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Handheld Pencil Sharpeners: The Complete Guide

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We are all very familiar with the troubles that befall handheld plastic pencil sharpeners: messy emptying, broken and stuck lead, inability to handle colored pencils and more. With my students urging and my own curiosity peaked, I set out to do a side-by-side comparison of available sharpeners on the market. To help me out, Blick Art Materials was kind enough to send me some of the sharpeners they carry. (Love them!) My wonderful friend and elementary art colleague Deb Leventhal and I tested all the sharpeners with regular, Pappermate pencils, while my students tested the sharpeners with Crayola colored pencils. (I got a lot of pencils sharpened in the process!)

Below you will find detailed information about each sharpener along with the criteria my students and I felt is essential to consider before buying sets for your art room. Listed are the top six contenders. They all have their pros and cons and vary in price, but they were included as the top six because of their more frequent reliability, simplicity, and durability.  I’ll also dish on a few sharpeners that just weren’t that sharp. ;) If you’d like to see a full list of the criteria we used and how each sharpener performed in each category, please click here for an informational table.

 

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If you would like to purchase any of these for your classroom, here are the links!

Dahle Canister Pencil Sharpener :: Mobius & Ruppert Prism Sharpener

Faber-Castell Grip Trio Sharpener :: Prismacolor Pencil Sharpener

Maped Canister Pencil Sharpener  :: Dahle Chubby Pencil Sharpener

 

Below are the sharpeners that were tested, but sadly, failed to pass the trials.

Helix Sharpener 1-hole – $1.59; 5+ $1.43: While this was a student favorite for handling and comes at a cheap price, it landed right in the middle because of its mediocre sharpening abilities, tendency to break lead, and potential to break under heavy classroom use.

General’s All-Art Sharpener – $0.99; 12+ $0.62: While definitely economical, this sharpener worked poorly, broke lead often, and required a waste basket near by to catch the shavings. From a safety standpoint, this would be easy for a student to pocket and take out of the art room.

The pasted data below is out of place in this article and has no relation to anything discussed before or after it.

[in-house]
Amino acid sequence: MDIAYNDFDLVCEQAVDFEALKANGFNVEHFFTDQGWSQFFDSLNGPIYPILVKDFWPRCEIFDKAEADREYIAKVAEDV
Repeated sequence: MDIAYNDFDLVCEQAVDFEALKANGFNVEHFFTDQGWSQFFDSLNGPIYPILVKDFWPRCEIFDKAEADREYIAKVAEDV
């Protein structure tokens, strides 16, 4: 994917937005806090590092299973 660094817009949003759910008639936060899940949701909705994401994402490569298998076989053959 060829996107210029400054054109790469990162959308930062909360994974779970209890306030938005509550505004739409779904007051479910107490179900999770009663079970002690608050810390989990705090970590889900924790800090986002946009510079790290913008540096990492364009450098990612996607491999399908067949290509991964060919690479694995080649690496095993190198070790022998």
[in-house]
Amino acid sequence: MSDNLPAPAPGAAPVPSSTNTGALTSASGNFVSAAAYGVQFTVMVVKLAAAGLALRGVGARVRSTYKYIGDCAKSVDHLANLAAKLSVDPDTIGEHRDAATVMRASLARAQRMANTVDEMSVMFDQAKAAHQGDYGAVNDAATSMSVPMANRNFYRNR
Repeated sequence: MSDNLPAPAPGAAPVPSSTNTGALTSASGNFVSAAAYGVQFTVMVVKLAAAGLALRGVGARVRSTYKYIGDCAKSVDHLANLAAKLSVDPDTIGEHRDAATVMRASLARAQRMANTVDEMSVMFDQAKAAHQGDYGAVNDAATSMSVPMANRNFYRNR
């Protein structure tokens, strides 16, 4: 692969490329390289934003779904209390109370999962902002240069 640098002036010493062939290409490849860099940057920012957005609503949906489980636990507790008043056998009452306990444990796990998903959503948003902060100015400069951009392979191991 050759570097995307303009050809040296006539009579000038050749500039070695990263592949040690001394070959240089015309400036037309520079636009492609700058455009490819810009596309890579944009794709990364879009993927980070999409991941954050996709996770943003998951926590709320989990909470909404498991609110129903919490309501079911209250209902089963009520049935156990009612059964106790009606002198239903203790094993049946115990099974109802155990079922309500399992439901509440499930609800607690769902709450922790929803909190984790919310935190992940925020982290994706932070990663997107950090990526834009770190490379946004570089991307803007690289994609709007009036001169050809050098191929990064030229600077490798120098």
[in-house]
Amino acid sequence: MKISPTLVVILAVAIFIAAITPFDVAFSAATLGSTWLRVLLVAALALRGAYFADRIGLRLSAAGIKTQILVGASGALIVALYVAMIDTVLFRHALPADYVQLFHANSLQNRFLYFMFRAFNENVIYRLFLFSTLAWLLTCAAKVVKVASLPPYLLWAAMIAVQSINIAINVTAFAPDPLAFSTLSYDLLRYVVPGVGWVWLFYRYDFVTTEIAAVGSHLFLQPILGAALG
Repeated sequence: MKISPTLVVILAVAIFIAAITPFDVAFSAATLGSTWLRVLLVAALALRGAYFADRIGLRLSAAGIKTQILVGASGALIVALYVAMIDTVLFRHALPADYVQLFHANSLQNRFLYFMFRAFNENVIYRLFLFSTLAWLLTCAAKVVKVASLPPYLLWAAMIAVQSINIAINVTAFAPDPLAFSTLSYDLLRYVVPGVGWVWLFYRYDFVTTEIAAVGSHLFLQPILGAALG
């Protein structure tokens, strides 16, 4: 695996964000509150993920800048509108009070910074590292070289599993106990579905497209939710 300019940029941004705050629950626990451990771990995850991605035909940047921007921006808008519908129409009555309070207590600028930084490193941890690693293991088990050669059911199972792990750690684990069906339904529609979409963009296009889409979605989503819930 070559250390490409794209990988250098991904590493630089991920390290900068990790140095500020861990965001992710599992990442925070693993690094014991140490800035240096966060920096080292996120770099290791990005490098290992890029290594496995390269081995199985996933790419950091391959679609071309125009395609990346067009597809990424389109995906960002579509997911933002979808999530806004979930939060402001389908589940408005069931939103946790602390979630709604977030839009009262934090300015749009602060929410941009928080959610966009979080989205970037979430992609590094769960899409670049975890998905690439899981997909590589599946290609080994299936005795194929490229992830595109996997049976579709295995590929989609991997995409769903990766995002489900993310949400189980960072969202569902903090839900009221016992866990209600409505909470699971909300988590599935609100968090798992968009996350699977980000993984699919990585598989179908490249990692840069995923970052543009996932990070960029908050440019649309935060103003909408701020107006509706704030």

Kum Long-Point Sharpener – $5.33: Billed as a “long-point” sharpener, this model sharpens the lead long past the point creating a warped cylinder. The odd design easily clogs. Although it comes with extra metal blades, it has a potential to be dangerous if they’re not removed before giving to students.

Helix All-Pro Double-Ended – $4.49: The poor design of this sharpener means you have to squeeze the top off. The sharpening tools and holes are confusing and removing stuck lead is near impossible due to the plastic bar in the way. Probably “made for professionals” (haha).

Lyra Colorstripe Handheld – $1.99: This model took forever to sharpen. It was extremely difficult to open, making shavings go everywhere! The shavings got stuck in the blade and the plastic bit broke off on the first try opening.

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I would LOVE to try the Blick Pencil Sharpener for $2.45 to see how it compares!

We all concluded that while some handheld sharpeners are far better than others, there is always going to be a margin of caution and error. Many hands are on these sharpeners all day long, enduring the normal wear and tear…and dropping…in the art room. The old school wall-crank sharpeners and the electric sharpeners seem to work much more reliably than handheld sharpeners, but it is wonderfully convenient to provide sharpeners at each table to reduce noise and unnecessary traffic in the already bustling art room. Ultimately, I have decided to order the clear, Dahle Canister sharpeners to place at my tables. But I would be willing to order the Dahle Chubby sharpeners again, as mine were inherited and of an unknown age.

Below is an image of my table baskets – all day, every day my tables have 8 pencils, 8 erasers, and 3 sharpeners.

 

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What is your favorite sharpener? Do you keep them at your tables?

Have you found different results than those reported above?

Magazine articles and podcasts are opinions of professional education contributors and do not necessarily represent the position of the Art of Education University (AOEU) or its academic offerings. Contributors use terms in the way they are most often talked about in the scope of their educational experiences.

Alecia Eggers Kaczmarek

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Alecia Eggers Kaczmarek, an elementary school art educator, is a former AOEU Writer. She is passionate about teaching and reaching students through an innovative and meaningful arts education.

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